Code of Professional Ethics in Educational Technology


Professional ethics has long been a topic that has engaged the attention of theorists, philosophers, and professionals. The widely-known Hippocratic Oath written in 15 BCE and still recited today is essentially a set of professional ethics that are intended to guide the practice of medical doctors. Educational Technologists also have a set of professional ethics.

Ethics according to Harpham (1995) should not be seen as a solution to problems but as a structure to the problems that may arise. If we were to combine Harpham, and the propositions of Heinich (1970, 1971) that “technology makes instruction visible” and “technology can only be effective when we pull apart the elements of a process and step by step devise technical means to achieve goals in a systematic way”, it could be argued that professional ethics allow for a guide to apply to the actions of professionals who use technology to determine compliance or non-compliance.

Therefore, professional ethics in educational technology serve as a guide and a basis to determine compliance or non-compliance of the responsibilities of educational technologists.

The AECT Code of Professional Ethics which were constituted “to be guiding principles which are intended to aid members individually and collectively in maintaining a high level of professional conduct to Individuals, the Society and the Profession.”


Ms. Susan, an English Teacher, believes that reading is most essential to children to develop their cognitive skills. With the plethora of e-books available, she has been able to obtain several interesting and interactive e-books which she thinks can serve as a motivation for getting students to read.

She has an online course page on a learning management system where she upload these e-books and makes them accessible to students.

Ms Susan has received high commendations from the Principal, her peers, parents and students for her initiative. Her initiative has caused a greater desire for reading amongst students in her class and her students have excelled in Reading, even better than other students who once scored higher than her students.

Mr. Troy, the Educational Technologist, raises a concern about her actions as it relates to if she has been granted permission by the authors or publishers of the e-books to make them accessible to students. She dismisses the concern as frivolous and asks Mr Troy if he has never heard of the Fair Use policy on educational material.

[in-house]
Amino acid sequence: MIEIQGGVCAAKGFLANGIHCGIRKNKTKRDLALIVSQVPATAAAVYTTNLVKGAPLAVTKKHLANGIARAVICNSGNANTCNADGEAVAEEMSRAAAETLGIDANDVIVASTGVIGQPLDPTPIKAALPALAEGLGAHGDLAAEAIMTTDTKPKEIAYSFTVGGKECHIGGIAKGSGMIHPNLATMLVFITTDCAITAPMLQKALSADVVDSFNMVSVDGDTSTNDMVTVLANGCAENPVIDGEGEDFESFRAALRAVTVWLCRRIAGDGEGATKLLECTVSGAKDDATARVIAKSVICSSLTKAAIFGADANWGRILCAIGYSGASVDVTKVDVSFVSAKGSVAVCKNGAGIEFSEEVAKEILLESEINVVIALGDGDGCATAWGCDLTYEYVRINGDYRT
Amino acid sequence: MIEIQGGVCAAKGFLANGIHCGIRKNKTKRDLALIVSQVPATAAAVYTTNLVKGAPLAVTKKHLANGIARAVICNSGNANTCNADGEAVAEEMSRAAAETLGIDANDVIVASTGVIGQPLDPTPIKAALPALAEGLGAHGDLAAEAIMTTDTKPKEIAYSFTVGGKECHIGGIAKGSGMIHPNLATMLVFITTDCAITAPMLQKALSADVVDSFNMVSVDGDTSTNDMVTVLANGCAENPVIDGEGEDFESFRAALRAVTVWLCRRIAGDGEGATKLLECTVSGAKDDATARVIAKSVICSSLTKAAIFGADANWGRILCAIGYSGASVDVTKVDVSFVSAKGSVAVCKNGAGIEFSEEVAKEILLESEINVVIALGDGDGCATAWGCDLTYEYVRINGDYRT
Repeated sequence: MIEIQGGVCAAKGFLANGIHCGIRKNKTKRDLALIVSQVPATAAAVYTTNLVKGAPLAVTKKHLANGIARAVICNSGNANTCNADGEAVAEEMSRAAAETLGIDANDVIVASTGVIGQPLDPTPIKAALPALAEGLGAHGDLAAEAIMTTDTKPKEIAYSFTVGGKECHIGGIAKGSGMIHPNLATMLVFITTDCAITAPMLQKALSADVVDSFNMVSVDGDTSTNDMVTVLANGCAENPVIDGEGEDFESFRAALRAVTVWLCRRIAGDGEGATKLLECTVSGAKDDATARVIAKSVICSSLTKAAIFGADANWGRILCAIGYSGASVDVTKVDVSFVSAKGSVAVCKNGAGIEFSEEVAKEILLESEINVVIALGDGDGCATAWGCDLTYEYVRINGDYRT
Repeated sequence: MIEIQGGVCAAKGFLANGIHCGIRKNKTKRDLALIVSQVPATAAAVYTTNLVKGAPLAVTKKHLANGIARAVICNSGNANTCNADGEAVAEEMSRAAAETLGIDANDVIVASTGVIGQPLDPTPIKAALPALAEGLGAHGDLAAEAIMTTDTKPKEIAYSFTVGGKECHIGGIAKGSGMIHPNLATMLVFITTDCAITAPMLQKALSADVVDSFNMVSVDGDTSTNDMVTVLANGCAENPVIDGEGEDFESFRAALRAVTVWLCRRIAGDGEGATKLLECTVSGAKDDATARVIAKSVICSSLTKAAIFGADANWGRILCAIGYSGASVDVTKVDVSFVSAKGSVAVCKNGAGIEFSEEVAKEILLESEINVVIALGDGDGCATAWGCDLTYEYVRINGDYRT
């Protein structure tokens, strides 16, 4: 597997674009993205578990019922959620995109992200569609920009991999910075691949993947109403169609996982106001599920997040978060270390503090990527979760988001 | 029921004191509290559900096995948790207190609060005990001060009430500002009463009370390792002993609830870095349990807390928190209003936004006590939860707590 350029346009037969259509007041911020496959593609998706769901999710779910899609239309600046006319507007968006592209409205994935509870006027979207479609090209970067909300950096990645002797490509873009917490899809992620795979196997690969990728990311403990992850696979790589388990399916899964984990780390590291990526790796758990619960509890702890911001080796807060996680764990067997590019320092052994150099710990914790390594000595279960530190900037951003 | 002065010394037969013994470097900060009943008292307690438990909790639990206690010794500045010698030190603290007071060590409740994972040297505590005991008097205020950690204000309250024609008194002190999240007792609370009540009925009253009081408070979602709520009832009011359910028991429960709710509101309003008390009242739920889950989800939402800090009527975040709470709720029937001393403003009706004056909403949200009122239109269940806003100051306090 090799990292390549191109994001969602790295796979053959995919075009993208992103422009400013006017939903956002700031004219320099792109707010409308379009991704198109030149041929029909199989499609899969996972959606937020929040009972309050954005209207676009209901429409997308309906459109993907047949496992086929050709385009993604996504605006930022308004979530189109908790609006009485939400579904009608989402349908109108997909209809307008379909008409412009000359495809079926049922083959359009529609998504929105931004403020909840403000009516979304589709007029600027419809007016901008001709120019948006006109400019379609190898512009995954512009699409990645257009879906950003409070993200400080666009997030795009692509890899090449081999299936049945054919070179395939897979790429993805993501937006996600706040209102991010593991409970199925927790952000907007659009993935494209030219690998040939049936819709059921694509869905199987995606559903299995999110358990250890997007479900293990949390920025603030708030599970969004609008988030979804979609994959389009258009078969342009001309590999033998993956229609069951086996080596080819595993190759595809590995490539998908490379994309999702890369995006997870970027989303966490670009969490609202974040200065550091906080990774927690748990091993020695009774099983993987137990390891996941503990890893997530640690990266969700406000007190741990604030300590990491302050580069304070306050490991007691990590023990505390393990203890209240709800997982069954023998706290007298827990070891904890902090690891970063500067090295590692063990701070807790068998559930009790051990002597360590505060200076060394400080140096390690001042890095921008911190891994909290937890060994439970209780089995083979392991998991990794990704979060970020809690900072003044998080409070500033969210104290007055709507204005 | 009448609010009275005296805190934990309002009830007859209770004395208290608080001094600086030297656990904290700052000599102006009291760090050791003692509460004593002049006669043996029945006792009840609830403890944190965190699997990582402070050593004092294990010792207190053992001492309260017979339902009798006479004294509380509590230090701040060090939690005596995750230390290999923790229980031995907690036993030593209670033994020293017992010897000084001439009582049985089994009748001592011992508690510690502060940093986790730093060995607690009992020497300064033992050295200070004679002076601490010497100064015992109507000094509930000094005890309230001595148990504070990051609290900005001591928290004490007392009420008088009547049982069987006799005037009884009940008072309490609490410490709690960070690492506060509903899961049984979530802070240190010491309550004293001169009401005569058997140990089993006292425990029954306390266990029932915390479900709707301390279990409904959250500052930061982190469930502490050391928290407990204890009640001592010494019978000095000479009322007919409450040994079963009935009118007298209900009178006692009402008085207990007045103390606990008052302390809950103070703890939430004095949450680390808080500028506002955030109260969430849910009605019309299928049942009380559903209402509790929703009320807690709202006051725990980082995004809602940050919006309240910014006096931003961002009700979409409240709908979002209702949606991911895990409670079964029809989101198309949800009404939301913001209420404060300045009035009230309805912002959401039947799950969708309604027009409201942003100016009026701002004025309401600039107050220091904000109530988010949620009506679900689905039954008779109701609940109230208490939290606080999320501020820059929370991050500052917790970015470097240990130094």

Mr Troy has been called into a meeting with the Principal as Ms Susan accuses Mr. Troy of not being supportive of her initiative.


Section 3 – Commitment to the Profession

In fulfilling obligations to society, the member:
8. Shall inform users of the stipulations and interpretations of the copyright law and other laws affecting the profession and encourage compliance.


Mr Troy should remain respectful but resolute in his position, quoting relevant laws as necessary but being mindful to compliment the effort that Ms Susan has made since her initiative has the interest of the students at heart although not fully legal.

The Principal and Ms Susan should be made aware that although the Fair Use concept in copyright “recognizes that certain uses of copyright-protected works do not require permission from the copyright or its agent, these instances are only for minimal use that do not interfere with the copyright holder’s exclusive rights to reproduce and reuse the work.”

Furthermore, the Barbados Copyright Act (CAP 300), section 58(2) limits copying of any work for private study and teaching to 5% of a work. The initiative to make the e-book available to all students would need to be approved by the copyright holder as making it available on the online course page constitutes multiple copies and is in excess of 5% of the work to be considered fair use.

Mr Troy being a member of the AECT would have complied with Section 3(8) by informing users of the stipulations and interpretations of the copyright law.


Professional ethics is not about forcing good behavior since an understanding of what constitutes good behavior is a subjective cultural norm. However, having defined principles on what constitutes professional ethics can serve as a consensual norm to establish how members of a profession should be guided.

Technology for education continues to constantly evolve, however, educational technology cannot be seen solely from the perspective of using technology in education, but must include a standard guide-post to which professionals agree upon. This guide-post being the code of professional ethics, would not and should not evolve as rapidly as technology but can serve as a differentiating factor between a person using technology in education from an Educational Technologist.



Association for Educational Communications and Technology. (n.d.a). A code of professional ethics. Retrieved September 14, 2015, from

Harphram, G. G. (1995). Ethics. In F. Lentricchia. & T. McLaughlin (Eds.), Critical terms of literary study (2nd ed.). Chicago: University of Chicago Press

Januszewski A., & Molenda, M. (2008). Educational Technology: A Definition with Commentary. New York: Routledge.

Laws of Barbados. (2006). CAP 300: Copyright Act. Retrieved September 14, 2015 from


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